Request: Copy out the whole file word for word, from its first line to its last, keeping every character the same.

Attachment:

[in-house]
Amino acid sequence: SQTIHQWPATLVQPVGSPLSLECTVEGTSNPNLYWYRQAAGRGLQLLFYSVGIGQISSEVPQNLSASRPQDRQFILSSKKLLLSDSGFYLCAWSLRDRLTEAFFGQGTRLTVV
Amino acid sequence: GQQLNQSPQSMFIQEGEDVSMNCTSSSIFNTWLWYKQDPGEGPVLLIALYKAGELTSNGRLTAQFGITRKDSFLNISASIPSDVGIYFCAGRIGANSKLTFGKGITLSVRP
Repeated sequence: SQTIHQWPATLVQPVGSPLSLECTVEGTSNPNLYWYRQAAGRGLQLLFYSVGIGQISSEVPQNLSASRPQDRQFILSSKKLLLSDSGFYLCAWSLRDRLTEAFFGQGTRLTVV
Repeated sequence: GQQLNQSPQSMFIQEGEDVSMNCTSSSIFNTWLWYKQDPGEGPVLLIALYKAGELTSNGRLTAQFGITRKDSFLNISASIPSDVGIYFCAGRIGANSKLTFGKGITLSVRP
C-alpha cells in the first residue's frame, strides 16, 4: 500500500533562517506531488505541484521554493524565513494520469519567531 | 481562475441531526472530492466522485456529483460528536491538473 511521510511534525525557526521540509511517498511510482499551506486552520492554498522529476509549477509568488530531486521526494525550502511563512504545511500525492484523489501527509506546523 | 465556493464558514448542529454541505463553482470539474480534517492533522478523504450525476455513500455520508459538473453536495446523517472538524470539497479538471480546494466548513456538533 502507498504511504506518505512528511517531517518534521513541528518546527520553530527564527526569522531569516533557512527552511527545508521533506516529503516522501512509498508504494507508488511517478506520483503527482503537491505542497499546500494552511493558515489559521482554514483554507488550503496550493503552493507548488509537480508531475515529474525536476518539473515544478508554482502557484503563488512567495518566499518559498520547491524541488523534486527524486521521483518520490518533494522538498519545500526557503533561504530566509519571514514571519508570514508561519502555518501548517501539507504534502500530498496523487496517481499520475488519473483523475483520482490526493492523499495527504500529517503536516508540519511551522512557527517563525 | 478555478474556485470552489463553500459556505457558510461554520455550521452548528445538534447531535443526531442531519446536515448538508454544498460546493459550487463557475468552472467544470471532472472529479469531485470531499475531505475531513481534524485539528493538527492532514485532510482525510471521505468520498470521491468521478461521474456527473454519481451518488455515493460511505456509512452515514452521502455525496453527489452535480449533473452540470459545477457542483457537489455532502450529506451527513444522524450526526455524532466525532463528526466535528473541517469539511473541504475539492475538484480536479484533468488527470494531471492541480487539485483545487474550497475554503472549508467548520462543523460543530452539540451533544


[in-house]
Amino acid sequence: SQTIHQWPATLVQPVGSPLSLECTVEGTSNPNLYWYRQAAGRGLQLLFYSVGIGQISSEVPQNLSASRPQDRQFILSSKKLLLSDSGFYLCAWSLRDRLTEAFFGQGTRLTVV
Amino acid sequence: GQQLNQSPQSMFIQEGEDVSMNCTSSSIFNTWLWYKQDPGEGPVLLIALYKAGELTSNGRLTAQFGITRKDSFLNISASIPSDVGIYFCAGRIGANSKLTFGKGITLSVRP
Repeated sequence: SQTIHQWPATLVQPVGSPLSLECTVEGTSNPNLYWYRQAAGRGLQLLFYSVGIGQISSEVPQNLSASRPQDRQFILSSKKLLLSDSGFYLCAWSLRDRLTEAFFGQGTRLTVV
Repeated sequence: GQQLNQSPQSMFIQEGEDVSMNCTSSSIFNTWLWYKQDPGEGPVLLIALYKAGELTSNGRLTAQFGITRKDSFLNISASIPSDVGIYFCAGRIGANSKLTFGKGITLSVRP
C-alpha cells in the first residue's frame, strides 16, 4: 500500500533562517506531488505541484521554493524565513494520469519567531 | 481562475441531526472530492466522485456529483460528536491538473 511521510511534525525557526521540509511517498511510482499551506486552520492554498522529476509549477509568488530531486521526494525550502511563512504545511500525492484523489501527509506546523 | 465556493464558514448542529454541505463553482470539474480534517492533522478523504450525476455513500455520508459538473453536495446523517472538524470539497479538471480546494466548513456538533 502507498504511504506518505512528511517531517518534521513541528518546527520553530527564527526569522531569516533557512527552511527545508521533506516529503516522501512509498508504494507508488511517478506520483503527482503537491505542497499546500494552511493558515489559521482554514483554507488550503496550493503552493507548488509537480508531475515529474525536476518539473515544478508554482502557484503563488512567495518566499518559498520547491524541488523534486527524486521521483518520490518533494522538498519545500526557503533561504530566509519571514514571519508570514508561519502555518501548517501539507504534502500530498496523487496517481499520475488519473483523475483520482490526493492523499495527504500529517503536516508540519511551522512557527517563525 | 478555478474556485470552489463553500459556505457558510461554520455550521452548528445538534447531535443526531442531519446536515448538508454544498460546493459550487463557475468552472467544470471532472472529479469531485470531499475531505475531513481534524485539528493538527492532514485532510482525510471521505468520498470521491468521478461521474456527473454519481451518488455515493460511505456509512452515514452521502455525496453527489452535480449533473452540470459545477457542483457537489455532502450529506451527513444522524450526526455524532466525532463528526466535528473541517469539511473541504475539492475538484480536479484533468488527470494531471492541480487539485483545487474550497475554503472549508467548520462543523460543530452539540451533544